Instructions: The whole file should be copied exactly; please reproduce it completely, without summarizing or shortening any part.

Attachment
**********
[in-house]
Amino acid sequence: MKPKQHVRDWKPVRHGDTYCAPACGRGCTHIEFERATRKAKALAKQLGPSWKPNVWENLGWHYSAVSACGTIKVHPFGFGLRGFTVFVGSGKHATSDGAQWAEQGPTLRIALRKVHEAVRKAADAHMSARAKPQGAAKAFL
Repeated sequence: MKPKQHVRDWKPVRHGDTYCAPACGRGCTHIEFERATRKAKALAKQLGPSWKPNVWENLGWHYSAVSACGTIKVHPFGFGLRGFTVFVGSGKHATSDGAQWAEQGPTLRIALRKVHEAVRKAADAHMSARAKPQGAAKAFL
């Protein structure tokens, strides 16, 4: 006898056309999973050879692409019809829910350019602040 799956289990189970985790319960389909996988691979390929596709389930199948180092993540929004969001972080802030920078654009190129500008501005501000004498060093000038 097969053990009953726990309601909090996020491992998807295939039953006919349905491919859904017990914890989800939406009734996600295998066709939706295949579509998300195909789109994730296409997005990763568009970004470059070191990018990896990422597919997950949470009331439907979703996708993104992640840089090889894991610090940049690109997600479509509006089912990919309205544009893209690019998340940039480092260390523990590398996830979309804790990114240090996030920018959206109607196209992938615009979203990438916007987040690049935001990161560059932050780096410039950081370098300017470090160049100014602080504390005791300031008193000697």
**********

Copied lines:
[in-house]
Amino acid sequence: MKPKQHVRDWKPVRHGDTYCAPACGRGCTHIEFERATRKAKALAKQLGPSWKPNVWENLGWHYSAVSACGTIKVHPFGFGLRGFTVFVGSGKHATSDGAQWAEQGPTLRIALRKVHEAVRKAADAHMSARAKPQGAAKAFL
Repeated sequence: MKPKQHVRDWKPVRHGDTYCAPACGRGCTHIEFERATRKAKALAKQLGPSWKPNVWENLGWHYSAVSACGTIKVHPFGFGLRGFTVFVGSGKHATSDGAQWAEQGPTLRIALRKVHEAVRKAADAHMSARAKPQGAAKAFL
């Protein structure tokens, strides 16, 4: 006898056309999973050879692409019809829910350019602040 799956289990189970985790319960389909996988691979390929596709389930199948180092993540929004969001972080802030920078654009190129500008501005501000004498060093000038 097969053990009953726990309601909090996020491992998807295939039953006919349905491919859904017990914890989800939406009734996600295998066709939706295949579509998300195909789109994730296409997005990763568009970004470059070191990018990896990422597919997950949470009331439907979703996708993104992640840089090889894991610090940049690109997600479509509006089912990919309205544009893209690019998340940039480092260390523990590398996830979309804790990114240090996030920018959206109607196209992938615009979203990438916007987040690049935001990161560059932050780096410039950081370098300017470090160049100014602080504390005791300031008193000697």